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Infect Immun. 1997 December; 65(12): 5042–5051.
PMCID: PMC175727

A specific cell surface antigen of Streptococcus gordonii is associated with bacterial hemagglutination and adhesion to alpha2-3-linked sialic acid-containing receptors.


A Ca2+-independent lectin activity for alpha2-3-linked sialic acid-containing receptors is associated with Streptococcus gordonii DL1 (Challis) but not with a spontaneous mutant, strain D102, that specifically lacks hemagglutinating activity. Comparison of crossed-immunoelectrophoresis patterns of parent and mutant sonicated cell extracts identified a unique antigen (Hs antigen) in the parent cell extract that was purified by DEAE Sephacel column chromatography and by a wheat germ agglutinin (WGA) lectin affinity column. The purified antigen formed a single arc in crossed immunoelectrophoresis with anti-DL1 serum and migrated as a diffuse band above the 200-kDa marker in sodium dodecyl sulfate-polyacrylamide gel electrophoresis. Immunoelectron microscopy with specific anti-Hs antibody revealed labeling of structures in the fibrillar layer of strain DL1 and no labeling of fibrillar structures on strain D102. Rabbit anti-DL1 serum and anti-Hs Fab inhibited the hemagglutinating activity of strain DL1, and the inhibition was specifically neutralized by purified Hs antigen. Anti-Hs Fab did not inhibit the hemagglutinating activities of several heterologous S. gordonii strains; however, these bacteria were agglutinated by anti-Hs immunoglobulin G and also by WGA. In contrast, two S. gordonii strains that lacked hemagglutinating activity did not react with anti-Hs antibody or with WGA. These findings associate the sialic acid-binding lectin activity of S. gordonii DL1 with a specific fibrillar antigen, which is composed of protein and WGA reactive carbohydrate, and indicate that cross-reactive antigens occur on other strains of this species that possess hemagglutinating activity.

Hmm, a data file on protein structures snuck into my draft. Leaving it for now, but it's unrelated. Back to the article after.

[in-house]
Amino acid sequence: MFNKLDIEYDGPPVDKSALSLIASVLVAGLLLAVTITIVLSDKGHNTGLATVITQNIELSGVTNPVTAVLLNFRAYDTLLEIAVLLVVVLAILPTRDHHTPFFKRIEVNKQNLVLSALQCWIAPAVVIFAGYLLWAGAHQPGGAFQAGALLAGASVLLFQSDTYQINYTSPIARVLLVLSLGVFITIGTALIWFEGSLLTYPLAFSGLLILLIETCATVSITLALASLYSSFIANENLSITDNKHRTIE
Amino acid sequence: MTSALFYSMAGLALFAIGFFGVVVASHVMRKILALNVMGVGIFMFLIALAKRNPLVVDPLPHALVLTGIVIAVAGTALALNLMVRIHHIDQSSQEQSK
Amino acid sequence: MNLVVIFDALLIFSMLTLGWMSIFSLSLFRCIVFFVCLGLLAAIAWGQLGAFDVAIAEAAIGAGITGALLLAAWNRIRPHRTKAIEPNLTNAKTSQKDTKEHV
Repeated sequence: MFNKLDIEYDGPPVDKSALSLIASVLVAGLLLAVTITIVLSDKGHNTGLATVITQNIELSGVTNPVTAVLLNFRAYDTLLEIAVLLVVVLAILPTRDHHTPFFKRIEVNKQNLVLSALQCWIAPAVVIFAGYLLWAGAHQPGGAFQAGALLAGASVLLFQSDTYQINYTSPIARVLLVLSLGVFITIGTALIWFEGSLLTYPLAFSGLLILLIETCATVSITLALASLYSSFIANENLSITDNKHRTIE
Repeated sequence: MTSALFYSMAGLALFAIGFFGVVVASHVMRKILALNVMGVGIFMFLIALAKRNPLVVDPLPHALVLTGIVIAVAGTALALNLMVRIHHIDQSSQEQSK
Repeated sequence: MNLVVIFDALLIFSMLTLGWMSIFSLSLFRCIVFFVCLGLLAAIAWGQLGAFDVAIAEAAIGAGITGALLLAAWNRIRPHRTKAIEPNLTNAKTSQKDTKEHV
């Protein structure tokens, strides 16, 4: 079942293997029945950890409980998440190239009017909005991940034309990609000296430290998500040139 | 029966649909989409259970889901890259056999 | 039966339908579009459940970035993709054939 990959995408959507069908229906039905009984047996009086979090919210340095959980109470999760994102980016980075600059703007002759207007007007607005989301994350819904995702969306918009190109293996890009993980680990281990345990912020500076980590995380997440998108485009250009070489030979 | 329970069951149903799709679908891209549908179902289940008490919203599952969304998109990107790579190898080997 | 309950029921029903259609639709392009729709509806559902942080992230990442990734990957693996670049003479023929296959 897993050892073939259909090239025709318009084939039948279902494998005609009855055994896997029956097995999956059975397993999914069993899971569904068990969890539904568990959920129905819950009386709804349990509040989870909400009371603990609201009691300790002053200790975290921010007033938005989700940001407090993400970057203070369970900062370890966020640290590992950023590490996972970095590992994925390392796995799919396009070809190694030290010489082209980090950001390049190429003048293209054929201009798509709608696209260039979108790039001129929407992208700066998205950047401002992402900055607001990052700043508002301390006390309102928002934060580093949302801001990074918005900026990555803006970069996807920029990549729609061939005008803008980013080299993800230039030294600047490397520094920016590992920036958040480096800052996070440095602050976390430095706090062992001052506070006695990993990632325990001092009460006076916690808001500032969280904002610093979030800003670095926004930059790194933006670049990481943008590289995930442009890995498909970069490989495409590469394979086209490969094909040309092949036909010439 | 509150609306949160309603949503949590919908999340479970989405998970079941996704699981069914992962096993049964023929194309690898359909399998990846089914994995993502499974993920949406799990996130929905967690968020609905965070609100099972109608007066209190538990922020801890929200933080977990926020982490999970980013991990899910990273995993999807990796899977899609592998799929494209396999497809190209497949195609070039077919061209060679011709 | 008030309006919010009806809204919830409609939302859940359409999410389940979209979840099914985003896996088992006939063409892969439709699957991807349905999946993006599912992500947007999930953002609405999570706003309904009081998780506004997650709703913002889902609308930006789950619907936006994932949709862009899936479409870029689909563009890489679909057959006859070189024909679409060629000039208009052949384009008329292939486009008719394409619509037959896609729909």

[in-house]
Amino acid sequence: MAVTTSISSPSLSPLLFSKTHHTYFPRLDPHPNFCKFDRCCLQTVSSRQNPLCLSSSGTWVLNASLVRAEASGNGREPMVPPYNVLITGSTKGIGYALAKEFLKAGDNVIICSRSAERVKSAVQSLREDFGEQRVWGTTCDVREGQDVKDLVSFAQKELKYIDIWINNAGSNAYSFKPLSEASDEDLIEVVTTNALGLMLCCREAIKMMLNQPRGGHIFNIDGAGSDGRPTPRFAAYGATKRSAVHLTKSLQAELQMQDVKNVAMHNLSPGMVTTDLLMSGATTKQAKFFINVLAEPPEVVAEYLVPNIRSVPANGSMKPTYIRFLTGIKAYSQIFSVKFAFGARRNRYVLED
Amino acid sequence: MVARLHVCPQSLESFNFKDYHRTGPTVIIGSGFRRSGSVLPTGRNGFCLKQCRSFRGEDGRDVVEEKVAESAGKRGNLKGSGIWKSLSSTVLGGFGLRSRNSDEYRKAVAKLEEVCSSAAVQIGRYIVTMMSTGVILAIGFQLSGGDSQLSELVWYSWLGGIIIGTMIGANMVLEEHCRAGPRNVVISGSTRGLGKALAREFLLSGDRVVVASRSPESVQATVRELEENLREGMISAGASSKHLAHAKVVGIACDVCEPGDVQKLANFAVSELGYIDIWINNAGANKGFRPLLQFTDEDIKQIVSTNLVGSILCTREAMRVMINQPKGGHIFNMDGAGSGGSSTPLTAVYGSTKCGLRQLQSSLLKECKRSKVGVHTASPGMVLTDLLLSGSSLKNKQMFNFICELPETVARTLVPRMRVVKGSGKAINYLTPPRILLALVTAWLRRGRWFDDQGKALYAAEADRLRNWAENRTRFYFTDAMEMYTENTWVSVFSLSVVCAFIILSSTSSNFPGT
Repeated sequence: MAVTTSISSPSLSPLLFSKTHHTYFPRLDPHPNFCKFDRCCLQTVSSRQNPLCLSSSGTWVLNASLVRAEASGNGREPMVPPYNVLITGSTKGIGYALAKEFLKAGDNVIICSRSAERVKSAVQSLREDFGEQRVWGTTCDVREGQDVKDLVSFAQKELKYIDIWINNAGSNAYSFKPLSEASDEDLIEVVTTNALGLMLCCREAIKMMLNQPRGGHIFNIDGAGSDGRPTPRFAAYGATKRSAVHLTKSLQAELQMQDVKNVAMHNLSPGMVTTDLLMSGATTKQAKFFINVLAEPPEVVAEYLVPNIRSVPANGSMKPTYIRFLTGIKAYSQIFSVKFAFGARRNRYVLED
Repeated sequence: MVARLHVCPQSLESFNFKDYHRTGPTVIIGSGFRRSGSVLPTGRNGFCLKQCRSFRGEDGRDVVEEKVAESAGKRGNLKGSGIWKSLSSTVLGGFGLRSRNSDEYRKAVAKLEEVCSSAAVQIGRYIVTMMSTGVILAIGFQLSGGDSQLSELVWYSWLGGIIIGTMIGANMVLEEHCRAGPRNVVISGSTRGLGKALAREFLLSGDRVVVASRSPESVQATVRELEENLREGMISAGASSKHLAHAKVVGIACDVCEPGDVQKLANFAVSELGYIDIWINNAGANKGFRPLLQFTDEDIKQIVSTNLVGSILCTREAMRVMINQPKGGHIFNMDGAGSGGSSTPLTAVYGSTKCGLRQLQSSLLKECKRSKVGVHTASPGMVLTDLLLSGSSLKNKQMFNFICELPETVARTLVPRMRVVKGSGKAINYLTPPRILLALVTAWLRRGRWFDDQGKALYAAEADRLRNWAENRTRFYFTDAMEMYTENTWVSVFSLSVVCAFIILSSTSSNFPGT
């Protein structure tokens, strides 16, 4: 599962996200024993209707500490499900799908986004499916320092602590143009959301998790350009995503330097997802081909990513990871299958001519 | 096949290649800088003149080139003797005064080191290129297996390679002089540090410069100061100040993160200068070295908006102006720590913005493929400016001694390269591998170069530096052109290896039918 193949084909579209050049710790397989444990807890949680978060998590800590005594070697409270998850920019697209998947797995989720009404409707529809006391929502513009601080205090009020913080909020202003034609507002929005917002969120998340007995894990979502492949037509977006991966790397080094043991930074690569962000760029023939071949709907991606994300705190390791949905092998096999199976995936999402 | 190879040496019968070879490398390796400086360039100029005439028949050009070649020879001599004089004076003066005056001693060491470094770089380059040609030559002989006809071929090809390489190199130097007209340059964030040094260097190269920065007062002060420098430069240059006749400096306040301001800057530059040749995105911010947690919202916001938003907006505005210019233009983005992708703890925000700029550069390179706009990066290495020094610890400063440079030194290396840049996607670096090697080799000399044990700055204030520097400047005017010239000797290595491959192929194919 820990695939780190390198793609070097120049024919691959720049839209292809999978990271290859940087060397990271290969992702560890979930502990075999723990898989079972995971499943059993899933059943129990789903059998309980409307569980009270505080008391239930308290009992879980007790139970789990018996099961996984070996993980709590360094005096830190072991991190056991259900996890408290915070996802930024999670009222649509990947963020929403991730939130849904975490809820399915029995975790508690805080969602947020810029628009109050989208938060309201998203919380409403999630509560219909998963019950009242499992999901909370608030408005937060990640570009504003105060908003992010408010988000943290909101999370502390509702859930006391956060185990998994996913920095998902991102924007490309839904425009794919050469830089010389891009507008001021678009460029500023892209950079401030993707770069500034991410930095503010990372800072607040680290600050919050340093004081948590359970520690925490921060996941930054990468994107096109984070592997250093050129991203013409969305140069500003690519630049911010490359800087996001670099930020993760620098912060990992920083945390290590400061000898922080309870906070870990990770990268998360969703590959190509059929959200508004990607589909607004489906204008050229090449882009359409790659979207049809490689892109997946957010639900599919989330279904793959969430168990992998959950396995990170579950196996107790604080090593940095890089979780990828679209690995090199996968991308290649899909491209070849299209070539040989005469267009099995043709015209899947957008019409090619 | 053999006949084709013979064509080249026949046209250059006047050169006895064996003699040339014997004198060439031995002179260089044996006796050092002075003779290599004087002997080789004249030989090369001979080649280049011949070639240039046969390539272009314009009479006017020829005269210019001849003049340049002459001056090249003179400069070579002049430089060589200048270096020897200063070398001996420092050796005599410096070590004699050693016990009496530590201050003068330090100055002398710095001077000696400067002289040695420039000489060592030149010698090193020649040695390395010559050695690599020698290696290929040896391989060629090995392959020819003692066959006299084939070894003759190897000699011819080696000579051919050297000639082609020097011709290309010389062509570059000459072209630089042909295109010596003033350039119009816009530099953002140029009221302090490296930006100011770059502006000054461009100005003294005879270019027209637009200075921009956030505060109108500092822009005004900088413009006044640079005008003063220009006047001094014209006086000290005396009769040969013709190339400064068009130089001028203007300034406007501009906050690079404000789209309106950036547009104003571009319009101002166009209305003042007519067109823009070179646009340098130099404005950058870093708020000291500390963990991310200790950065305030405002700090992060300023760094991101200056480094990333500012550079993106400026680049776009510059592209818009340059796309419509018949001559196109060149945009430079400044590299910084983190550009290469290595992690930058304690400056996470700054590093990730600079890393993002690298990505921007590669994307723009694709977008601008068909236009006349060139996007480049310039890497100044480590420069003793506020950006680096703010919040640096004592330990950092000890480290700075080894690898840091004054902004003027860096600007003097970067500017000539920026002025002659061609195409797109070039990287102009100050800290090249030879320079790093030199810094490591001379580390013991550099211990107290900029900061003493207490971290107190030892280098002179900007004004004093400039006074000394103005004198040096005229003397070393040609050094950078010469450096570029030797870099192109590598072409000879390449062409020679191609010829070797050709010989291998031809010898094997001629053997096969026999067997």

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Selected References

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